“There’s still a lot of uncertainty about what this virus is like and what it is doing,” said Dr. Allison McGeer, an infectious disease specialist at Mount Sinai Hospital in Toronto, who was at the frontlines of the Canadian response to SARS.
Early indications suggest the fatality rate for this virus is considerably less than another coronavirus, MERS, which kills about one in three people who become infected, and SARS, which kills about one in 10. All of the diseases appear to latch on to proteins on the surface of lung cells, but MERS and SARS seem to be more destructive to lung tissue. As of Jan. 31, fewer than one in 40 of the people with confirmed infections had died. Many of those who died were older men with underlying health problems.
The time it takes for symptoms to appear after a person is infected can be vital for prevention and control. Known as the incubation period, this time can allow health officials to quarantine or observe people who may have been exposed to the virus. But if the incubation period is too long or too short, these measures may be difficult to implement.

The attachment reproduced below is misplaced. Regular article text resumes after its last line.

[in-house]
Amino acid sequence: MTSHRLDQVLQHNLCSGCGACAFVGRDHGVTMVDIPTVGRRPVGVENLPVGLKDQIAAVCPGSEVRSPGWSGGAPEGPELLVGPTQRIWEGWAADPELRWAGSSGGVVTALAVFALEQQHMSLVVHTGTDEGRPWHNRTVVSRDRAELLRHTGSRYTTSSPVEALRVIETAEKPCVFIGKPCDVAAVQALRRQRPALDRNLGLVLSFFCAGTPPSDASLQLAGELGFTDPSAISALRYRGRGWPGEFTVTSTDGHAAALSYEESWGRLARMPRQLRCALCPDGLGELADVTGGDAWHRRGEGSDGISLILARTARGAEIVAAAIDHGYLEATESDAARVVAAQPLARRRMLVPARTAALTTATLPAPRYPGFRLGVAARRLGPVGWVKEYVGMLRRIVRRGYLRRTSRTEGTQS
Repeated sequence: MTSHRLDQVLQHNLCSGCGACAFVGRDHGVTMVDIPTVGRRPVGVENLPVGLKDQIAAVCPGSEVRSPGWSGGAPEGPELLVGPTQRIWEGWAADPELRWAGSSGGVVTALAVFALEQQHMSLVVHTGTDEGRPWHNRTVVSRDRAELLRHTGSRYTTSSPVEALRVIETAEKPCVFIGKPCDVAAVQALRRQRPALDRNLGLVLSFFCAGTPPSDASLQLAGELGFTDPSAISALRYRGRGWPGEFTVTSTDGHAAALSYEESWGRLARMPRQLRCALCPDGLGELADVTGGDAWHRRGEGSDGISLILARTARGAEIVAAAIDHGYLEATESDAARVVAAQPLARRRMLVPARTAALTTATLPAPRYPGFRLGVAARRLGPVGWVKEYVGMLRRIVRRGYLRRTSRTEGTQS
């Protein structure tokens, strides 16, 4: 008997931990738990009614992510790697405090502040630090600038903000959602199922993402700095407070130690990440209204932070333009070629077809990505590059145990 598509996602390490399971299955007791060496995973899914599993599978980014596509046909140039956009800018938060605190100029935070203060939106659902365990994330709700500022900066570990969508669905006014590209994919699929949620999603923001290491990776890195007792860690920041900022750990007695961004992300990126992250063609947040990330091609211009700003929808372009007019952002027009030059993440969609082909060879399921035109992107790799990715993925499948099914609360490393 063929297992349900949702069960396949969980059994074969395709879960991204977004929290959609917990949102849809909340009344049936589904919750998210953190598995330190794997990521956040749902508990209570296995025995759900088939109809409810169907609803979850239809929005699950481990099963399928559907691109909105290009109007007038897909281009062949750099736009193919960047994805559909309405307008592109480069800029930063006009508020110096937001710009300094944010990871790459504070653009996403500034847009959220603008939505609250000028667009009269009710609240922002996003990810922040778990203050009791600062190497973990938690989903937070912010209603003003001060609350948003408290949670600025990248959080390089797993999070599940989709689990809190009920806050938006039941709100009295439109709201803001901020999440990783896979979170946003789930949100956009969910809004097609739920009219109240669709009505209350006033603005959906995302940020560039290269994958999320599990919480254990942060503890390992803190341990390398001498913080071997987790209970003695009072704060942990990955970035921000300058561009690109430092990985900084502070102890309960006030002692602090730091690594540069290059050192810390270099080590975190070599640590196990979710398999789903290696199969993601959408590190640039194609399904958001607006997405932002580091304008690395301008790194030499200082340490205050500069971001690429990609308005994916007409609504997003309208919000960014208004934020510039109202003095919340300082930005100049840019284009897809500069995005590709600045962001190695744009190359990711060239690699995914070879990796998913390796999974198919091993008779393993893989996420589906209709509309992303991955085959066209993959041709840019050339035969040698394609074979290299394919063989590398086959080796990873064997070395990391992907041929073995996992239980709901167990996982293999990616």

Some illnesses, like influenza, have a short incubation period of two or three days. People may be shedding infectious virus particles before they exhibit flu symptoms, making it almost impossible to identify and isolate people who have the virus. SARS, however, had an incubation period of about five days. In addition, it took four or five days after symptoms started before sick people could transmit the virus. That gave officials time to stop the virus and effectively contain the outbreak, Dr. McGeer said.